GOES-16s First Images since Launch
At 1:07 pm EST, January 15, 2017, NOAA/NASA received its first images from GOES-16.
The image shows North and South America and the surrounding oceans. GOES-16 observes Earth from an equatorial view approximately 22,300 miles high, creating full disk images like these from the coast of West Africa, to Guam, and everything in between.
Once operational later this year [November 2017], GOES-16 will support short-term forecasts, watches and warnings, maritime forecasts, wildfire monitoring, volcanic ash monitoring and space weather predictions.
The National Weather Service and other forecasters using GOES-16 imagery will now have a wide range of uses and societal benefits in areas such as severe weather, energy, transportation and commerce.
GOES-R will improve hurricane tracking and intensity forecasts, increase thunderstorm and tornado warning lead time, improve aviation flight route planning, provide data for long-term climate variability studies, improve solar flare warnings for communications and navigation disruptions, and will enhance space weather monitoring.
At 22,236 miles above the earth, GOES-16 is right now orbiting the western hemisphere. From its geostationary location, the satellite’s onboard imager, or ABI (Advanced Baseline Imager) collects unprecedented 16 spectral channels (think bands in a rainbow) producing never-before high-resolution pictures; in comparison, its predecessor GOES-13 sported mere five channels.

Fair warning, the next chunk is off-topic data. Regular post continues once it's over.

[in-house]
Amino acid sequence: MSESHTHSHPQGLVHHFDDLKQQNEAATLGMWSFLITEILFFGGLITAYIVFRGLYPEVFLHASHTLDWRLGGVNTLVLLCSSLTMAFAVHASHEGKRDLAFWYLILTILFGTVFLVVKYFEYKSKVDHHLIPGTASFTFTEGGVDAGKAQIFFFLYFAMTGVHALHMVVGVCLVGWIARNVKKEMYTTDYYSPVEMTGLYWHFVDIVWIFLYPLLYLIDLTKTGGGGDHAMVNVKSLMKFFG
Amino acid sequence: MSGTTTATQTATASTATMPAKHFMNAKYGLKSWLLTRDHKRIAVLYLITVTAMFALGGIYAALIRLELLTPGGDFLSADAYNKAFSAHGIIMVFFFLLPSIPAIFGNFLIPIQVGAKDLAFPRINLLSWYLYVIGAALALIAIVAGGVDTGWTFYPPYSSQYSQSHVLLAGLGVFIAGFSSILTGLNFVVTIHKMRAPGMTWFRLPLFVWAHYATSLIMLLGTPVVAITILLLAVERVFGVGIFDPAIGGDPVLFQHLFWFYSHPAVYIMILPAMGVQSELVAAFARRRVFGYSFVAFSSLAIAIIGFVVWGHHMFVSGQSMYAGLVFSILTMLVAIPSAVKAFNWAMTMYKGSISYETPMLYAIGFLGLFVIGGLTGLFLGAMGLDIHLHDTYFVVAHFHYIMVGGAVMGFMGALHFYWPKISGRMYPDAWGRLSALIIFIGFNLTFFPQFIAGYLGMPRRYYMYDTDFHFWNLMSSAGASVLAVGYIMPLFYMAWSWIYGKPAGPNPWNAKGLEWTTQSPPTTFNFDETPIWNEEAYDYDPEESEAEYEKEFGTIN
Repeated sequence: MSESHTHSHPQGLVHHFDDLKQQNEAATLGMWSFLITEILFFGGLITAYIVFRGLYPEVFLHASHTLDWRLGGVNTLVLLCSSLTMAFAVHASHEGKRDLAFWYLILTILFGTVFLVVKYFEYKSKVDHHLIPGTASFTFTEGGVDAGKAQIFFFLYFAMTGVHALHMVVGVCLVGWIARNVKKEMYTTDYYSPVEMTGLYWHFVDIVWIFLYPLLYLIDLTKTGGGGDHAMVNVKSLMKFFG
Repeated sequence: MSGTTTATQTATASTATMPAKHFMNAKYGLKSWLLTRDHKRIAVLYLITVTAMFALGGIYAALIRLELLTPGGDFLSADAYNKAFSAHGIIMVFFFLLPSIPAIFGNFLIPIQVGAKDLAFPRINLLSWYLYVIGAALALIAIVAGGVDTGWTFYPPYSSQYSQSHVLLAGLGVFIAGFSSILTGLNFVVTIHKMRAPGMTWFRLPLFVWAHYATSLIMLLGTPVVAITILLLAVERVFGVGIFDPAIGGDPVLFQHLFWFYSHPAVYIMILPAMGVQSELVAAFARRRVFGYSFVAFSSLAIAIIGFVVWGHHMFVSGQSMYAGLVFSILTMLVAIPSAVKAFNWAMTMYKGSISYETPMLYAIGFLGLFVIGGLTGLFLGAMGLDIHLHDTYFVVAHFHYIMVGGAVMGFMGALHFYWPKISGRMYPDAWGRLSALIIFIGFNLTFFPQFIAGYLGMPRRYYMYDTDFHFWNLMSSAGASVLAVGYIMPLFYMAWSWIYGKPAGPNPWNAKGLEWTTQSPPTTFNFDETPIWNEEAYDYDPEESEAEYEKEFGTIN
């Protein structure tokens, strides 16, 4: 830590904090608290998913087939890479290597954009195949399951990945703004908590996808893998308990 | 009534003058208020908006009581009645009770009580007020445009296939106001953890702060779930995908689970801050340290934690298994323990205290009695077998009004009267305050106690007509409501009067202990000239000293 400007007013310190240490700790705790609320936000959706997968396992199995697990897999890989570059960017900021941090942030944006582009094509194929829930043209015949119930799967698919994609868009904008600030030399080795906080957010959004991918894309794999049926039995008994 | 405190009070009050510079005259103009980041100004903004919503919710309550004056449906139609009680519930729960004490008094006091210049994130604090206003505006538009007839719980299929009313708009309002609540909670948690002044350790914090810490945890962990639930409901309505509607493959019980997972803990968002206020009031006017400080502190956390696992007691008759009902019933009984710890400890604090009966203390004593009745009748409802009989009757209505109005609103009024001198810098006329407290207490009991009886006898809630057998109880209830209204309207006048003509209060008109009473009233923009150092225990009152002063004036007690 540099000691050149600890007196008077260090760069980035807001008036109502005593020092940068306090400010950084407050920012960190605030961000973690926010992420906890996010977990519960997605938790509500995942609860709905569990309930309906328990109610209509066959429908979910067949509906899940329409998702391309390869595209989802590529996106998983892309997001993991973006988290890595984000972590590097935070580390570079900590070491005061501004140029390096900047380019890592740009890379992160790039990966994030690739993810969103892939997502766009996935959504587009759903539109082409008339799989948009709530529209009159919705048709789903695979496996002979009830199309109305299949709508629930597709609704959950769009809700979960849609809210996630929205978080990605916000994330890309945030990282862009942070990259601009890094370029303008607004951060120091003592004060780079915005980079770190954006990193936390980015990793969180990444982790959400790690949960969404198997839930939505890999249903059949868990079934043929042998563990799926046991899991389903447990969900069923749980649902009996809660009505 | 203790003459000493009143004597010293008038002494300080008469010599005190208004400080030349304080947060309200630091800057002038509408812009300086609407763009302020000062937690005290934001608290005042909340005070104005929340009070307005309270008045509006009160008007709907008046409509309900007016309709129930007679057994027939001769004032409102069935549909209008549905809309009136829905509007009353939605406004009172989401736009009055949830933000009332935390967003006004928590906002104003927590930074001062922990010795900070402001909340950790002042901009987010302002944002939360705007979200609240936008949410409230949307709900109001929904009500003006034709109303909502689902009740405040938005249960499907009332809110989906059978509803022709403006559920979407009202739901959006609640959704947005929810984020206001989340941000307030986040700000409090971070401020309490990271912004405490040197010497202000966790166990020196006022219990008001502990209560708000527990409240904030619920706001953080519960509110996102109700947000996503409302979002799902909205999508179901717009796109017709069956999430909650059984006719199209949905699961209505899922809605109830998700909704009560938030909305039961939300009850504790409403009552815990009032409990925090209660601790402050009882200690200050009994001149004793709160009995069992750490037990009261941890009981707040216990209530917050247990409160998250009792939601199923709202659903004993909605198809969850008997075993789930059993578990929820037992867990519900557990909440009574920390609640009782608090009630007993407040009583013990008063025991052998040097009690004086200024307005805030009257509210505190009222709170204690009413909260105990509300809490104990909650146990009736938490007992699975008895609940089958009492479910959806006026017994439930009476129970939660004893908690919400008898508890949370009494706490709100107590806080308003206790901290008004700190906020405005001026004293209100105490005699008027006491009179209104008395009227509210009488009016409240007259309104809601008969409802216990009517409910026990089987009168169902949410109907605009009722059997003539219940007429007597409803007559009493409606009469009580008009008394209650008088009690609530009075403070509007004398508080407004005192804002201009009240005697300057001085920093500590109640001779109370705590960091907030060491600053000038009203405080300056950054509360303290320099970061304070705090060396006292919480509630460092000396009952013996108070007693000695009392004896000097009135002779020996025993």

GOES-16’s ABI instrument, built by Harris Corporation, can multi-task in a way that older satellites cannot. It can provide a full disk image of the Earth every 15 minutes, one of the continental U.S. every five minutes, and has the ability to target regional areas where severe weather, hurricanes, wildfires, volcanic eruptions or other high-impact environmental phenomena are occurring as often as every 30 seconds.
ABI covers the Earth five-times faster than the current generation GOES imagers, and has four-times greater spatial resolution, allowing meteorologists to see smaller features.
The ABI instrument transmits the 1s and 0s through NOAA’s ground system which then translates the data into maps and analysis and makes it available to the international community – the Americas, Europe, Asia, and Africa. Amicable coordination between countries is crucial to the program’s full implementation, improvement, and success.
Working with other nations adheres to NOAA’s principle of open data sharing, allowing other countries to benefit from sophisticated GOES-R satellite data that will help save lives and protect communities through more accurate forecasts.
GOES-16 is more than weather forecasting. It can drastically reduce the precious time between lost and found.
Beginning with GOES-I, the Search and Rescue subsystem has been carried on each of the GOES. Distress signals are broadcast by Emergency Locator Transmitters carried on general aviation aircraft, aboard some marine vessels, and by individuals, such as hikers and climbers.
A dedicated transponder on each GOES detects and relays signals to a Search and Rescue Satellite-Aided Tracking (SARSAT) ground station. GOES-R’s transponder will be able to operate at a lower uplink power than previous GOES transponders, enabling GOES-R to detect weaker beacon signals.
Through a rescue coordination center, help is dispatched to the aircraft, ship, or individual in distress. SARSAT is an international program, with many satellites making up a world-wide network of emergency beacon transponders. Since 1982, SARSAT helped save more than 39,000 lives worlwide.
Between 2018, when GOES-S launches, and 2025 three more satellites are expected to orbit the planet extending the life of the GOES program until 2036.
The -16 will find its forever home in November 2017.
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